A communications specialist at a Midwest university told me recently, “We’re putting out fires on a daily basis. Our department has six people to serve 15,000 students and we have no time to think strategically.” Sound familiar?
While too many organizations chase after the latest communications trends, adding ever more tasks to overworked staff, precious few seem inclined to ask: Why are we doing this? Or, better yet, should we be doing this?
Plan to make choices
Marketing should not be viewed as an all-you-can-eat buffet. If some is good, more must be better. It takes considerable discipline to take a step back and evaluate what is working and which activities are just distractions.
Practicing restraint requires having a plan – a communications strategy that defines objectives and target audiences, and sets priorities for the key messages and media channels used to reach them.
Economy of time
If time is currency, you don’t want to spend yours – or worse, your audience’s – foolishly.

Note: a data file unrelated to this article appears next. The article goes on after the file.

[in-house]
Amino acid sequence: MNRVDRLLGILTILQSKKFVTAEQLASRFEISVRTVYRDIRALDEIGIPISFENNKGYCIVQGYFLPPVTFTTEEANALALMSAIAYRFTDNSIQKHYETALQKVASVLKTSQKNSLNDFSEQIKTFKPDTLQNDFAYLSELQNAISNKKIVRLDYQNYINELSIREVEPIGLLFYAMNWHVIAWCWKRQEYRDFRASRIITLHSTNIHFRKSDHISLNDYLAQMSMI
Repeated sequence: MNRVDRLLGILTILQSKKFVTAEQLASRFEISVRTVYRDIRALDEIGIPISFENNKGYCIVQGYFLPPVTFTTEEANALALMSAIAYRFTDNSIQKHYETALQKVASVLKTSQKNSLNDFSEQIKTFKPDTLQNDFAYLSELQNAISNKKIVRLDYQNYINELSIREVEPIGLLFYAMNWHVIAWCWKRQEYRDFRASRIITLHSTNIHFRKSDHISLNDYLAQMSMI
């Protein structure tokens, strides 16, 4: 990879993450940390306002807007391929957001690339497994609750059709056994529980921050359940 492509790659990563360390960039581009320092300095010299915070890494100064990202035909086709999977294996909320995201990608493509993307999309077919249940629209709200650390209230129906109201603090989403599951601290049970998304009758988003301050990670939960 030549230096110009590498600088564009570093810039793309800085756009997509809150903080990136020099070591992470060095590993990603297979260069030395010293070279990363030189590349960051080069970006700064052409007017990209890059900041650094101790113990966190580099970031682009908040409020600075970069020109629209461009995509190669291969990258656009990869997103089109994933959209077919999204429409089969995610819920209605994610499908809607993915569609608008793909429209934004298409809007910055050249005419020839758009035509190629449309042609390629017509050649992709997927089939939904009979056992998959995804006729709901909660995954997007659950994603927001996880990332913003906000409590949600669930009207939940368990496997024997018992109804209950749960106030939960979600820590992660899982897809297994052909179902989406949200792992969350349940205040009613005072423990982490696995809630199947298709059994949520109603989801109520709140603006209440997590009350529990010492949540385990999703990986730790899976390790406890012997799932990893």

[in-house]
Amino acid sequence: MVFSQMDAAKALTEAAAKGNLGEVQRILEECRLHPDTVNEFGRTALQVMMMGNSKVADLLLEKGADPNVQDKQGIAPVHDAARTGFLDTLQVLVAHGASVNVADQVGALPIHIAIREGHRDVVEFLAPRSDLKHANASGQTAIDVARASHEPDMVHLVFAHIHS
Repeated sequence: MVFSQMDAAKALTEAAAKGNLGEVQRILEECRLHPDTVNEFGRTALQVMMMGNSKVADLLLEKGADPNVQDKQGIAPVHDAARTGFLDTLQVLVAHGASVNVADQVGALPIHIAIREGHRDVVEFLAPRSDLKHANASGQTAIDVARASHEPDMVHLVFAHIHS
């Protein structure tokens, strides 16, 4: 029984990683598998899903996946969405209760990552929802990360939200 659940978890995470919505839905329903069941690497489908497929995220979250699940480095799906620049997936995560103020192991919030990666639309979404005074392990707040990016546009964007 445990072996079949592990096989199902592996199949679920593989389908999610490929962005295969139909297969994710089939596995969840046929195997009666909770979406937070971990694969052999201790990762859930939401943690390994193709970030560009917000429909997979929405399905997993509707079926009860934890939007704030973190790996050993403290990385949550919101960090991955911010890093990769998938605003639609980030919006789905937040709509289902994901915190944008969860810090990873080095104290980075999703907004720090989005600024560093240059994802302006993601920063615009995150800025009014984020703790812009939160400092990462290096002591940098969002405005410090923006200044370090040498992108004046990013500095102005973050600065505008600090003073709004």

In Kristina Halvorson’s excellent essay on The Discipline of Content Strategy, she writes: “Until we commit to treating content as a critical asset worthy of strategic planning and meaningful investment, we’ll continue to churn out worthless content in reaction to unmeasured requests.”
Do fewer things well
The benefit of taking time for strategy is that it encourages action with a purpose. It also allows staffers to shed activities that have been less effective, freeing up time to handle more promising ventures. The only downside to business as usual? Occasionally having to say “no” to colleagues. Or bosses.
By measuring your marketing efforts through a communications strategy, you’re more likely to provide valuable content that your audience cares about. And you can let the fire department handle the fires.
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